To celebrate the launch of Michael Chabon's much anticipated "Telegraph Avenue," his publisher, HarperCollins, will build a pop-up record store named after the fictional one in the novel.
"Telegraph Avenue" is about Archy and Nat, jazz-loving BFFs who pour their souls into their struggling Oakland-based vinyl shop, Brokeland Records. The shop is situated on the avenue for which the book is named, and becomes at risk for bankruptcy as the opening of a nearby megastore approaches.
From September 7 to 14, Harper plans to convert Diesel, an Oakland-based store, into a realization of Brokeland Records, complete with vinyls supplied by Berigan Taylor, an independent record dealer.
According to The Wall Street Journal, "Harper's overall marketing budget for "Telegraph Avenue" is more than $250,000."
Of course, this isn't the first instance of fictional stores, items or products coming to life. Tvtropes.org refers to the phenomenon as "defictionalization," and cites Douglas Adams's actual "Guide to Life, the Universe and Everything" and 221B Baker Street, Sherlock Holmes's address which now exists as a museum dedicated to the detective, as examples.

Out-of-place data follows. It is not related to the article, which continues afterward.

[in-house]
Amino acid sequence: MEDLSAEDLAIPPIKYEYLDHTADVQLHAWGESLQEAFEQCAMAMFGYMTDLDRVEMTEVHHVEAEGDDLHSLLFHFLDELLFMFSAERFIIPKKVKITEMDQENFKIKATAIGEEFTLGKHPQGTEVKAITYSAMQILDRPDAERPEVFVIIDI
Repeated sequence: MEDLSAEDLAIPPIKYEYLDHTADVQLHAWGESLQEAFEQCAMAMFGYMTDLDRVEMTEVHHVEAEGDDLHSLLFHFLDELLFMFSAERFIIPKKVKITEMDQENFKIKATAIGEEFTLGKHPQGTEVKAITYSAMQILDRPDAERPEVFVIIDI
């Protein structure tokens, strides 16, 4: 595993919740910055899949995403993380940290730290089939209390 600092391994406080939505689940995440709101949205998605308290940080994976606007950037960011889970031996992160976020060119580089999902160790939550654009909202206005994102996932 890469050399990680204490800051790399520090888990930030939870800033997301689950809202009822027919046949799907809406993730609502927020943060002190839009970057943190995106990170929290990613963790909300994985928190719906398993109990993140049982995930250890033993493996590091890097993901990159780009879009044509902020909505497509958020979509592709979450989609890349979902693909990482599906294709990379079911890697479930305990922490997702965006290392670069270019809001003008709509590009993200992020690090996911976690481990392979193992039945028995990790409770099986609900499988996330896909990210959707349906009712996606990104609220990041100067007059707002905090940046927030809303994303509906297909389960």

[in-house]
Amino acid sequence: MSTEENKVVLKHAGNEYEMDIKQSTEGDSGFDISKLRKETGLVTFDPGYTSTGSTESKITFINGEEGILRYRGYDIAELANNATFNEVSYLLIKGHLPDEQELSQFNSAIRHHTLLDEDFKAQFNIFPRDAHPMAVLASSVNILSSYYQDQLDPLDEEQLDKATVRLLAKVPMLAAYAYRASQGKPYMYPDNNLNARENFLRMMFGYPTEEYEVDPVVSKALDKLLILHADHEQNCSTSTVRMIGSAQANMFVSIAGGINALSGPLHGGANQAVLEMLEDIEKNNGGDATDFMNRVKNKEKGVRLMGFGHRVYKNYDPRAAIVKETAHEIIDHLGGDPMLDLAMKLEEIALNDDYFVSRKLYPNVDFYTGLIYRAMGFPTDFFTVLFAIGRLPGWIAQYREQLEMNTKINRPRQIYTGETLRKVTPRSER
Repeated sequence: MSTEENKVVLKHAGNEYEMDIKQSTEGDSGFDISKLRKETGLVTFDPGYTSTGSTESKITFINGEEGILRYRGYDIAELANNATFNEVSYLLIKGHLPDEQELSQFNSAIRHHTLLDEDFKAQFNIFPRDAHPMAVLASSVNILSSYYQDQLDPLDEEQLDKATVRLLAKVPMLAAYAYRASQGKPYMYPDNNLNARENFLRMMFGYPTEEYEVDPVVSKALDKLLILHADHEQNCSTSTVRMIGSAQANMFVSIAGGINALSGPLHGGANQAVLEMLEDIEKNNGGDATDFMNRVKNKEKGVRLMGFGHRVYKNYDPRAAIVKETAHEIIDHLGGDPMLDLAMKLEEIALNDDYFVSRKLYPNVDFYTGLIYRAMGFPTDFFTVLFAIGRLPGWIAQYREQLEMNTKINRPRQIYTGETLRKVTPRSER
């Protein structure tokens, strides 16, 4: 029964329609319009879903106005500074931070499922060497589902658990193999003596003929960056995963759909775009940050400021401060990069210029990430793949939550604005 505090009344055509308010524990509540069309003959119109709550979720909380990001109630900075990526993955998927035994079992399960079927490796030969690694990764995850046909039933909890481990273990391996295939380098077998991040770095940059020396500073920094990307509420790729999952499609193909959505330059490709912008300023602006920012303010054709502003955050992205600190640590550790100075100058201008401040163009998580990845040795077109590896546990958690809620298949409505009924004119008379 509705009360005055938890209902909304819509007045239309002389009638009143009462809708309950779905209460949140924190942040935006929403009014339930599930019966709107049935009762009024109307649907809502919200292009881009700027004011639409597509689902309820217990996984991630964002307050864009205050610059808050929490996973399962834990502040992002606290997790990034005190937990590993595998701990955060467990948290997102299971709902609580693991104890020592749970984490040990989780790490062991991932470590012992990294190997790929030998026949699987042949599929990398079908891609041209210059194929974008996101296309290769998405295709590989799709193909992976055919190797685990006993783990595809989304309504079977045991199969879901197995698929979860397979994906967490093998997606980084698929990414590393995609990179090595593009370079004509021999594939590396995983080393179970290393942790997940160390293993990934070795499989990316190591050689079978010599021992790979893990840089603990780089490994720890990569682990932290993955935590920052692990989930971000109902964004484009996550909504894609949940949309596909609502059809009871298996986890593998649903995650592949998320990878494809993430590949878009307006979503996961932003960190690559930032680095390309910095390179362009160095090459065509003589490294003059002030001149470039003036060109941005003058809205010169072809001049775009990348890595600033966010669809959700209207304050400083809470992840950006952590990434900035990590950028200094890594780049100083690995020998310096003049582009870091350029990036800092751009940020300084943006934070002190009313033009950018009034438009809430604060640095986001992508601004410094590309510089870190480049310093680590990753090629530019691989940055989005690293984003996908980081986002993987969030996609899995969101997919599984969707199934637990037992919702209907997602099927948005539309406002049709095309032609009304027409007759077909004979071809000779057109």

Earlier this year, in a more dedicated and personalized effort to make fictional spaces a reality, Turkish author and Nobel laureate Orhan Pamuk designed a four-story museum filled with cigarettes, dolls and other 19th-century curios, inspired by his 2008 novel "The Museum of Innocence." According to The New York Times, Pamuk conceived of the museum and the book at the same time, and "collected more than a thousand artifacts that reflect the story, from a tricycle to dozens of ceramic dogs, from lottery tickets to news clippings of women with black lines drawn across their eyes (once standard in Turkish newspaper coverage of women connected to scandal)," while writing the novel.
Chabon even created a defictionalization for his last book, the Pulitzer Prize-winning "The Amazing Adventures of Kavalier & Clay." The novel features comic book creators Joe Kavalier and Sam Clay, who invent a superhero they call The Escapist. Four years after the book's publication, Chabon teamed up with Dark Horse Comics to create an actual series starring The Escapist.
"Telegraph Avenue" is the first novel in five years for Chabon, whose last book was the serialized novel "Gentlemen of the Road."
Which fictional stores or products would you like to see come to life? Let us know in the comments!
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